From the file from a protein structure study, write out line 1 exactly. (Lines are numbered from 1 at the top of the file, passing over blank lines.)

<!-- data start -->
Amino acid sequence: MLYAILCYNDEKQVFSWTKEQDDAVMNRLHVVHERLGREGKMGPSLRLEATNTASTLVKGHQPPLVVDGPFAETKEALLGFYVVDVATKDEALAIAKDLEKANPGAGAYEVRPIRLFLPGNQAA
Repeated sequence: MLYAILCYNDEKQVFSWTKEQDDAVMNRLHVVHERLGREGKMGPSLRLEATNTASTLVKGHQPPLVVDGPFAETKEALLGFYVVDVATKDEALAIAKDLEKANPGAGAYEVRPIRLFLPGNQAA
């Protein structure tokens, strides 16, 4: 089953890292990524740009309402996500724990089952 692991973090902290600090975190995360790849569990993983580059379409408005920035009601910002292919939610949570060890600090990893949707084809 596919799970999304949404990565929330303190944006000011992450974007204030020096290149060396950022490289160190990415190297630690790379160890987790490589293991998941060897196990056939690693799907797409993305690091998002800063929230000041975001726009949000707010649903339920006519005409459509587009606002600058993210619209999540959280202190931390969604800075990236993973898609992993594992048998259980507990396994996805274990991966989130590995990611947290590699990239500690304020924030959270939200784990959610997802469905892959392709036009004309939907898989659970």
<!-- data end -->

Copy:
Amino acid sequence: MLYAILCYNDEKQVFSWTKEQDDAVMNRLHVVHERLGREGKMGPSLRLEATNTASTLVKGHQPPLVVDGPFAETKEALLGFYVVDVATKDEALAIAKDLEKANPGAGAYEVRPIRLFLPGNQAA